The Ultimate Handbook for Using Photos in Websites

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If you're looking for a guide that can answer how to insert photos alongside your website content, how to find those images, how to upload your images, and even how to create effects with your images? This guide has got your back! There are three sections:

  • Image sources (where you can get images, and any limitations)
  • How to insert images (hosting and HTML)
  • Making the most of your photos (tips on the effect of placement, captioning, etc)

Each section contains vital tips for using photos on your website. It may sound complicated at first, especially if you have to write your own HTML code from scratch, but if you do it often, you’ll soon find yourself doing it automatically.

Image Sources

There’s no point in learning how to insert photos into your website if you don’t have any photos to use. Of course, you can always take your own photographs and make your own graphics, but you may need a photo for a specific topic you can’t get photographs of – something on culture, perhaps, or about a specific area.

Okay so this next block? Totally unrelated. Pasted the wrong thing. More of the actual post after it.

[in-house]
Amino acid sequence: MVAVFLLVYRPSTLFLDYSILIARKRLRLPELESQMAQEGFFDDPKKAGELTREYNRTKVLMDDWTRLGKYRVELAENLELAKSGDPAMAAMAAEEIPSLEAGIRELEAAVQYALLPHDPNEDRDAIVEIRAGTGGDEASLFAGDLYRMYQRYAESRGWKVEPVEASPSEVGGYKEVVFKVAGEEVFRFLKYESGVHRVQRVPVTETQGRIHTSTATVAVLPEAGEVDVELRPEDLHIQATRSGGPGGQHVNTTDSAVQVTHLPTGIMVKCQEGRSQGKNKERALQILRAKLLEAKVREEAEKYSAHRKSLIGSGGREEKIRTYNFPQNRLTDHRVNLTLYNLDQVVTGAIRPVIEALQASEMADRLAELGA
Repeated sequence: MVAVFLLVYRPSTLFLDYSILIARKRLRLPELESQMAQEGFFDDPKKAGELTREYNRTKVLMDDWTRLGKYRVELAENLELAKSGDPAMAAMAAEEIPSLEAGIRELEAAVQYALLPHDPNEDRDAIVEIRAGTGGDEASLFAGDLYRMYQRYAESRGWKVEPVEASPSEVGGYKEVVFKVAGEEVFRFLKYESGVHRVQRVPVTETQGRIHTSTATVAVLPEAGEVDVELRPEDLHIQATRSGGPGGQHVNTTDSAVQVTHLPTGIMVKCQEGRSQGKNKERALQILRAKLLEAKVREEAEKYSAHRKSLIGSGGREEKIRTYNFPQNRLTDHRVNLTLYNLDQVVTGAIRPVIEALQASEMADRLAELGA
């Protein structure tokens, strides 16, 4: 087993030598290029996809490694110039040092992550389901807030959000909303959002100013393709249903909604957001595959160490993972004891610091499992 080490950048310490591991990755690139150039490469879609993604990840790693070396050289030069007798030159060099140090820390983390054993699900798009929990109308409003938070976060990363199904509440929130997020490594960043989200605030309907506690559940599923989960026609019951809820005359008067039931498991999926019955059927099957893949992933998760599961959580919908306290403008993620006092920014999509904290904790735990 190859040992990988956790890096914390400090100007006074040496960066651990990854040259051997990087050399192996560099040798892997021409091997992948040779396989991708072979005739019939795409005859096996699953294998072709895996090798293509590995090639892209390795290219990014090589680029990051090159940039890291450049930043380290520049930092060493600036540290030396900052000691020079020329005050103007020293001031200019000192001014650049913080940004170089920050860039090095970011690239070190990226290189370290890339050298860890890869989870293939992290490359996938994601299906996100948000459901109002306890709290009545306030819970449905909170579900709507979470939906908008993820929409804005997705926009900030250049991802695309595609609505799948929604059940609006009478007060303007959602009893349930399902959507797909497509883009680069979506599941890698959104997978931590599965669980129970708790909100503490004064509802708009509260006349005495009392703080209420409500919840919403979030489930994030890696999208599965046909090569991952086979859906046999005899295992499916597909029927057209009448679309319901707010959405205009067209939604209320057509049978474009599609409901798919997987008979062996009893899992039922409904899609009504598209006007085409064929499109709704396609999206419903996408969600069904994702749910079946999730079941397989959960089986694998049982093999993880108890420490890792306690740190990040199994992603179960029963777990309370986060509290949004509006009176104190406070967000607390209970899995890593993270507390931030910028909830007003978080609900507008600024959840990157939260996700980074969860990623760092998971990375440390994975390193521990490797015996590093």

Your first instinct might be to go straight to Google, but if you do that, you’ll run the risk of using a copyrighted image. If the owner of the image finds out, you could end up having to take down your website in a hurry. Fortunately, you can avoid that by searching archives of free stock photography, or even getting a subscription to a website that offers stock photos. There are tons of them out there, and many of them offer free, uncopyrighted Creative Commons images – that means you can use them without attribution as much as you like, without paying a cent.

  • All absolutely free and with no need of attribution. Looking for a photo of a beach? Just type in “beach” and browse.
    Screenshot of
  • Life of Pix: Same simple search method – pick a keyword and go.

    Screenshot from Life of Pix
  • Unsplash: Same idea, and there are some quite unusual photos available.
    Screenshot of

You can find other suggestions here.

How to Insert Images

The first thing you need to do before you can insert a photo or other image into your Web page is to host it somewhere. If you have Wordpress or something like that, you probably have your own hosting. The methods to upload are usually similar, so I’m just going to give the examples of Wordpress and then a free image host,